“My biggest role as peer mentor is to both motivate and believe in my students, while demystifying the transfer process to a UC. I also see the benefit of the one-on-one interaction with students, because it gives me better access to motivate and encourage them to transfer.”

Koussayan frequently visits Zepeda when she is on campus because, “Elvia serves as a great source of guidance. She has been helping me with matters regarding the transfer process, especially with the process of applying to four-year universities,” said Koussayan.

When asked how a peer mentor is able to assist her in ways that a counselor can’t Koussayan said, “Elvia is able to offer an insight that is different from a counselor’s perspective. Being a student herself, most people that attend a community college could relate to her experience. She was a community college student, just like we are now, who was able to transfer to one of the most popular universities in the state, UCLA.”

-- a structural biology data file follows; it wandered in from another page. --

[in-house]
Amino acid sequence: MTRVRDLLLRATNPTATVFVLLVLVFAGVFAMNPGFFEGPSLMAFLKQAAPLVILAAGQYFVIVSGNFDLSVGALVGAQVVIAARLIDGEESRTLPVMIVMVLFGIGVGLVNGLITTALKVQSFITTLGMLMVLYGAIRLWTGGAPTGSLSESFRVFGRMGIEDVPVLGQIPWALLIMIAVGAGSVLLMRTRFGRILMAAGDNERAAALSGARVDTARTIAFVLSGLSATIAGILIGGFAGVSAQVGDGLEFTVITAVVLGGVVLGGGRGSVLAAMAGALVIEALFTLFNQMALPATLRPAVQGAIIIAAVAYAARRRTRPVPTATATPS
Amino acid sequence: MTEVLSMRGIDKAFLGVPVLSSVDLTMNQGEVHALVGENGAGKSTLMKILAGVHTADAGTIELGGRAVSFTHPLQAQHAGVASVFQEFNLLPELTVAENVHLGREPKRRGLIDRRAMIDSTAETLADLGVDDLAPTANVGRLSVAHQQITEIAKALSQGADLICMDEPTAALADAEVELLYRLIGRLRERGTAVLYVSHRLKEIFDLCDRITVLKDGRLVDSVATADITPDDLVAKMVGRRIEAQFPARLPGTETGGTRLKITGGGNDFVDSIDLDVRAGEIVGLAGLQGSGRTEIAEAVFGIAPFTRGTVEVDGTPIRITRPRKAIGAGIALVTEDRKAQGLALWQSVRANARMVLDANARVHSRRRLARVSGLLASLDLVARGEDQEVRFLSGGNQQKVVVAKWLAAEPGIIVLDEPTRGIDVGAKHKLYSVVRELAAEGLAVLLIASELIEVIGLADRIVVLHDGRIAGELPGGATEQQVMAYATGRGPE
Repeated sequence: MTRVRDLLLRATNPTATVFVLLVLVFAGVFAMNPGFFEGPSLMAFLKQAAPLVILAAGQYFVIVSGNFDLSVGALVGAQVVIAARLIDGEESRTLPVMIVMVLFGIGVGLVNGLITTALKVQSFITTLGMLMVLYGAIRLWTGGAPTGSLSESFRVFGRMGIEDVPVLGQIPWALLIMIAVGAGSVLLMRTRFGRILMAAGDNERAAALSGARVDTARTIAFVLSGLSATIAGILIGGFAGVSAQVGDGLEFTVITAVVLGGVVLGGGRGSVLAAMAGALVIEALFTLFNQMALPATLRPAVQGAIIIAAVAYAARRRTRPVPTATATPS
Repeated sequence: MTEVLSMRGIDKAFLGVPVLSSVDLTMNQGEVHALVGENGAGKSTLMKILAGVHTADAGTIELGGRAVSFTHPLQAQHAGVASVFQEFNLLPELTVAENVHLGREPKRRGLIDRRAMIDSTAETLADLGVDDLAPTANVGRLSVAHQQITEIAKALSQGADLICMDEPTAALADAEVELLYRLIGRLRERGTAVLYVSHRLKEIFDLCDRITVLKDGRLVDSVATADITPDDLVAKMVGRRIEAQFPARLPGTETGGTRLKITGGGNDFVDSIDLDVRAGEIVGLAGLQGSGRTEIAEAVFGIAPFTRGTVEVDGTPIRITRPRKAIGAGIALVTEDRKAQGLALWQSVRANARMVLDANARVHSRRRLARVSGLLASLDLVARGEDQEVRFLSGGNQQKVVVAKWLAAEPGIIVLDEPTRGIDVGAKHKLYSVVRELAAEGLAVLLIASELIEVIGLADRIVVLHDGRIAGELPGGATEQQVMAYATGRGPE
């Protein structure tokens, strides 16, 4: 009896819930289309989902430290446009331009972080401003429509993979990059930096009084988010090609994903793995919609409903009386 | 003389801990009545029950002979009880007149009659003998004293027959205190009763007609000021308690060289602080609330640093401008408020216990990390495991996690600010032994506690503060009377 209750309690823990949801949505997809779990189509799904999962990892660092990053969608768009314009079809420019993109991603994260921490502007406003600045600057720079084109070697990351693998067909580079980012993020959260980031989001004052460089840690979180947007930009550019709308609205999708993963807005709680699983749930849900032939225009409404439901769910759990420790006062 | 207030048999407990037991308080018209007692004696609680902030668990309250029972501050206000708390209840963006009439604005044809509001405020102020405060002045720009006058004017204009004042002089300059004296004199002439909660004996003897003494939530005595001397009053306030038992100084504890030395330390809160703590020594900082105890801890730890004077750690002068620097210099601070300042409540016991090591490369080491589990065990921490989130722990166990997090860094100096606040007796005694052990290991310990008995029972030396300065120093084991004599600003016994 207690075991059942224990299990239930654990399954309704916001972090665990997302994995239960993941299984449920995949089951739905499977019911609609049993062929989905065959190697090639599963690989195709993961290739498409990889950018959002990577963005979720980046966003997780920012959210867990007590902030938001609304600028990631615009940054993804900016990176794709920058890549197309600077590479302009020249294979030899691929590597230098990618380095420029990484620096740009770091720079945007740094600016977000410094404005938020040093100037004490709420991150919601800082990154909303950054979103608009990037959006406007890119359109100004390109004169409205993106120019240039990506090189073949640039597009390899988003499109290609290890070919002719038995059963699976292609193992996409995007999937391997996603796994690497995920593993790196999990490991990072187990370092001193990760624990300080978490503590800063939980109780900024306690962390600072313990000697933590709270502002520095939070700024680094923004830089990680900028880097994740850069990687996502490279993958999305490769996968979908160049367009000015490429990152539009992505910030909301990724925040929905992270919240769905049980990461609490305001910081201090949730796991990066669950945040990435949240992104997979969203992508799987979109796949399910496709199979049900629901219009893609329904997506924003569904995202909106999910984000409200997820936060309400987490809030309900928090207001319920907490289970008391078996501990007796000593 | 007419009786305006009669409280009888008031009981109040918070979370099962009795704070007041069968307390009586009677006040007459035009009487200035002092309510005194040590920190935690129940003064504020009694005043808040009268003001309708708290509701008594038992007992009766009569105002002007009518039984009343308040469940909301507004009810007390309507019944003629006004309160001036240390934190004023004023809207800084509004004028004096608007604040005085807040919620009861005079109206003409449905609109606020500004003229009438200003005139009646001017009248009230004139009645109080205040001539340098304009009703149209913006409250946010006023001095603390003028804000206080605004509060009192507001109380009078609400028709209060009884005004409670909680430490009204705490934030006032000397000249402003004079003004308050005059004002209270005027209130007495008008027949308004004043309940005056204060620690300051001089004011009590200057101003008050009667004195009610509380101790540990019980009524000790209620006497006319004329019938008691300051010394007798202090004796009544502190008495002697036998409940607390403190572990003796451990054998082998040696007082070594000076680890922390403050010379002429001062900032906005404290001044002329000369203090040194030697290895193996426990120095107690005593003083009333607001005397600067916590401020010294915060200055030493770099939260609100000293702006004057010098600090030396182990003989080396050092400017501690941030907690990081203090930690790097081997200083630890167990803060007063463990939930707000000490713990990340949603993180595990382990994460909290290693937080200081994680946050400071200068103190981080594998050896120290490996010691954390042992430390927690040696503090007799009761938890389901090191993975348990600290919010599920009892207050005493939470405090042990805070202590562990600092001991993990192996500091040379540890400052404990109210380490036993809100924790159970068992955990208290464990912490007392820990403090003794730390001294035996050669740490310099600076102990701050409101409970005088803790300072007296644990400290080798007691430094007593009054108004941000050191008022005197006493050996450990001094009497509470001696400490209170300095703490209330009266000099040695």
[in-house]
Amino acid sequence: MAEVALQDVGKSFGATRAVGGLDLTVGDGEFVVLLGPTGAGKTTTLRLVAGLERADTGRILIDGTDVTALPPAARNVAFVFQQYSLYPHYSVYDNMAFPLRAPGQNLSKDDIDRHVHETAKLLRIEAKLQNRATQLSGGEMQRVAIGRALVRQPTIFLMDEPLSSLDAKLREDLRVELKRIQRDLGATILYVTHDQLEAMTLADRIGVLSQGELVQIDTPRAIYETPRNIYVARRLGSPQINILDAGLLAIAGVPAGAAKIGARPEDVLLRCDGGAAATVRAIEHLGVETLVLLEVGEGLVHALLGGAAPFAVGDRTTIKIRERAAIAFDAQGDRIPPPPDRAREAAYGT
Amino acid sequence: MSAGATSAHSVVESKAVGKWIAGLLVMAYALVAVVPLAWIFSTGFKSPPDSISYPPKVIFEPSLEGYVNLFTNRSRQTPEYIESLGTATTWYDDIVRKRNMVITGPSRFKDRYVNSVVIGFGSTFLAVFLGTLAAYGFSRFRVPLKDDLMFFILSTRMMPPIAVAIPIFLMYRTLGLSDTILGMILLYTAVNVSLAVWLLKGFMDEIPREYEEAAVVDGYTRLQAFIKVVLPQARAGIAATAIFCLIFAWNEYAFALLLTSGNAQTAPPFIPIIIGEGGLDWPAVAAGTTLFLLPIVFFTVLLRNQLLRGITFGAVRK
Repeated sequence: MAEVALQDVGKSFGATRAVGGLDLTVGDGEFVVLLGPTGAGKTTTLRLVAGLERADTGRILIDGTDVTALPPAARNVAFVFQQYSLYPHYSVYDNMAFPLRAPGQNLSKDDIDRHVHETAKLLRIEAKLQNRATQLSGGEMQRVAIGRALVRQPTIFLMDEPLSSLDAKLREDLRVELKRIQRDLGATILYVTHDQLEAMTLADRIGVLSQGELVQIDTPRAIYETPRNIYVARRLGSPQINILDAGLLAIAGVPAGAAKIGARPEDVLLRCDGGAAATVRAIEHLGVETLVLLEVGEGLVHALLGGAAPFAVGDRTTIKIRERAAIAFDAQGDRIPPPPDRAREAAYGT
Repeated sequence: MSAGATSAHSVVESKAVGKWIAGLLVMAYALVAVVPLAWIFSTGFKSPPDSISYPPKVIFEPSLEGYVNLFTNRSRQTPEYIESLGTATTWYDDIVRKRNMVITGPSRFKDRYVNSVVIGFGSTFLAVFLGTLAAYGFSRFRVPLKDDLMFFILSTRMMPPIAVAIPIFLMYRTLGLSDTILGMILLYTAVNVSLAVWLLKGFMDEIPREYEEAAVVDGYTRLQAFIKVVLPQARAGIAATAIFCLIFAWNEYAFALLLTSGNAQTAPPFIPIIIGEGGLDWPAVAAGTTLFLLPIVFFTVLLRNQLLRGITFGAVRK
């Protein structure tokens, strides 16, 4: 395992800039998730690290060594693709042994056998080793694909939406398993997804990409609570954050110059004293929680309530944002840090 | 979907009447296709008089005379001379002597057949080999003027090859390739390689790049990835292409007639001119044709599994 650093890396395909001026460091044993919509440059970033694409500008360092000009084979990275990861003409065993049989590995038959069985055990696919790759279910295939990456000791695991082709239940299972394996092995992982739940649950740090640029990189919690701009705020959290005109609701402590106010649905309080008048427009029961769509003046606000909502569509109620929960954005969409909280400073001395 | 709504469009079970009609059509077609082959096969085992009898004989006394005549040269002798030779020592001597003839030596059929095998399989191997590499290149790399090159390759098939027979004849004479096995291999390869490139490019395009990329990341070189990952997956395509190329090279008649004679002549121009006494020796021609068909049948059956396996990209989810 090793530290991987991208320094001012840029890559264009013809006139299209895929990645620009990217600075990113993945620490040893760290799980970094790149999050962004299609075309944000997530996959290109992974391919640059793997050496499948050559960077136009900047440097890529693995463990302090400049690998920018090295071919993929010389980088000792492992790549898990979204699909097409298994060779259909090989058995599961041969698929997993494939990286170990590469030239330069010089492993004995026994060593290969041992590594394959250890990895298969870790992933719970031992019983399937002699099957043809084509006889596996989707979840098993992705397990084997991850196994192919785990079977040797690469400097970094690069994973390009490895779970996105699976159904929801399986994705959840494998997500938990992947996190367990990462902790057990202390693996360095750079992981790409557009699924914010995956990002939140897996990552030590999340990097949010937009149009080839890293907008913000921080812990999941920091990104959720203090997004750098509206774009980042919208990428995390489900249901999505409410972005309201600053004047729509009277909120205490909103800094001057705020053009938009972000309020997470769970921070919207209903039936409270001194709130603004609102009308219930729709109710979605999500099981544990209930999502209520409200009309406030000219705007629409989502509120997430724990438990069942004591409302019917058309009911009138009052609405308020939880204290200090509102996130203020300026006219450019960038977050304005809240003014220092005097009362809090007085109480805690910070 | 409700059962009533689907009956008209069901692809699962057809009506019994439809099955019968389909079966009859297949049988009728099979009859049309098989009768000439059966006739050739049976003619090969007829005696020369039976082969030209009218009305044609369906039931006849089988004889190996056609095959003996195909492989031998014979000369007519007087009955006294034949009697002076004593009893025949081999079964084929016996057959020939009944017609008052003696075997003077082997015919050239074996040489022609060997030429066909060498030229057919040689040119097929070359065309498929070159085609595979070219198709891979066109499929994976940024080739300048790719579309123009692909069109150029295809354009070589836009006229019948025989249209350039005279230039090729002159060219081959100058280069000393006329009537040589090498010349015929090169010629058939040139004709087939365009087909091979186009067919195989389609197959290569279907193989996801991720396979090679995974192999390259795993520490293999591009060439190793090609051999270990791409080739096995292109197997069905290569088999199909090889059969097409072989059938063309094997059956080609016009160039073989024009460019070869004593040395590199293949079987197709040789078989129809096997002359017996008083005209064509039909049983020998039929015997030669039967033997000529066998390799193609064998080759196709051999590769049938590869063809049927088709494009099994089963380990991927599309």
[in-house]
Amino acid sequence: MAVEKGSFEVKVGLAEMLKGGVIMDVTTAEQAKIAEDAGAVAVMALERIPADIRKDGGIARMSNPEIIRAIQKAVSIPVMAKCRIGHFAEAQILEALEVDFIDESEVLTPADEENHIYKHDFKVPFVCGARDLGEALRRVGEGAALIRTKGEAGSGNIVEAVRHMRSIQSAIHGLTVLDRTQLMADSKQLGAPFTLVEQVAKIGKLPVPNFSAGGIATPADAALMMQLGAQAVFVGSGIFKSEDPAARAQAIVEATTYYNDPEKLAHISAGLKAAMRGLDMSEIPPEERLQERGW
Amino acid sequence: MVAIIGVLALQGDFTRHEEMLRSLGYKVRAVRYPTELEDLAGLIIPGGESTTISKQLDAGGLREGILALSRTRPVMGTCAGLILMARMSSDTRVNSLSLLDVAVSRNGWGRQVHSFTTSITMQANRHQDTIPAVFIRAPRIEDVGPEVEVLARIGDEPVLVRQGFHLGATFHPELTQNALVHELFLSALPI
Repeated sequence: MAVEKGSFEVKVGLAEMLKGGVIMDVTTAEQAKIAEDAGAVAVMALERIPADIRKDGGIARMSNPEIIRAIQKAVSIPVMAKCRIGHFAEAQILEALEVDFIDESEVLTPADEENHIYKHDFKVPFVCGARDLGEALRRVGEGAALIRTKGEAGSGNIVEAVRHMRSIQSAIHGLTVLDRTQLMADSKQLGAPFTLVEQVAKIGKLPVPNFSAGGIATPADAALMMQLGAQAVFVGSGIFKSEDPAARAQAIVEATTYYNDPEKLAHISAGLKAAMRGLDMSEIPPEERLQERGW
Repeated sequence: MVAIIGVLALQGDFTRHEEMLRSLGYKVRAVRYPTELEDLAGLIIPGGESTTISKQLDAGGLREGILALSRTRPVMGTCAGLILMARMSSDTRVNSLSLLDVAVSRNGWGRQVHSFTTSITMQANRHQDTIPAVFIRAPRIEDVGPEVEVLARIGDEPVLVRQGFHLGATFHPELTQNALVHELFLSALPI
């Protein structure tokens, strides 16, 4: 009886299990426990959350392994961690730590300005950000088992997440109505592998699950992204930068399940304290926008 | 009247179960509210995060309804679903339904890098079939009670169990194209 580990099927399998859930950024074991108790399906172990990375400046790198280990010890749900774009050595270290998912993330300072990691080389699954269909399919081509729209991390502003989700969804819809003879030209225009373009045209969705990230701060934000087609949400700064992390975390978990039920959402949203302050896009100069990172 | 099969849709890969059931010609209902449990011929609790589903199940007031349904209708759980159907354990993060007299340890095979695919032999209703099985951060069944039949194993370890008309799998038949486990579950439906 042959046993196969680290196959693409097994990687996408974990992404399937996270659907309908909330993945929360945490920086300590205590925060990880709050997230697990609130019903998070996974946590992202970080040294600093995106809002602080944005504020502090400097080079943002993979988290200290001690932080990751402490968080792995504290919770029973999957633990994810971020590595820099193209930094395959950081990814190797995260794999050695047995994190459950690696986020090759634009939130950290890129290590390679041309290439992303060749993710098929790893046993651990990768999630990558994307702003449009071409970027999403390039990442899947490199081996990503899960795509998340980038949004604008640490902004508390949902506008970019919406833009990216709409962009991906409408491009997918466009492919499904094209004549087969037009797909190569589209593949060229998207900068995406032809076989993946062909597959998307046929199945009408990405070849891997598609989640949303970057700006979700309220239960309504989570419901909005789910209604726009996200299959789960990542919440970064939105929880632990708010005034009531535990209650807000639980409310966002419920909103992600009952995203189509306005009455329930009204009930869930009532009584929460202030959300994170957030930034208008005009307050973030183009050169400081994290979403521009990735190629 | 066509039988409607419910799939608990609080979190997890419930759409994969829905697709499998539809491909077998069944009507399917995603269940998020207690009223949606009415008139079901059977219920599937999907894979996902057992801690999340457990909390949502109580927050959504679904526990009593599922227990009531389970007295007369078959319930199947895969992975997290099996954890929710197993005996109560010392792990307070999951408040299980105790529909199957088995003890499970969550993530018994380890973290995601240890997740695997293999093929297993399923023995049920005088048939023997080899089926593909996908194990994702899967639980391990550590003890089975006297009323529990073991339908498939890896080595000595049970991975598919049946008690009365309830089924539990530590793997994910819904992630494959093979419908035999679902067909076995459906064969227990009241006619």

The Center also runs the University of California Transfer Opportunity Program (UCTOP), which is an aggressive phone calling campaign to encourage community college students to consider transferring to a UC Campus. Transfer students are hired to phone community college students with demonstrated potential for success in the UC system and to visit specific community colleges to meet prospective transfer students.

To speak with a current UCTOP transfer student, call (310) 794-4780.

For further information about CCCP or any of their programs visit http://www.ugeducation.ucla.edu/aap/cccp or call (310) 267-4441.

The hours of operation are Monday through Friday. 8 a.m. to 5 p.m.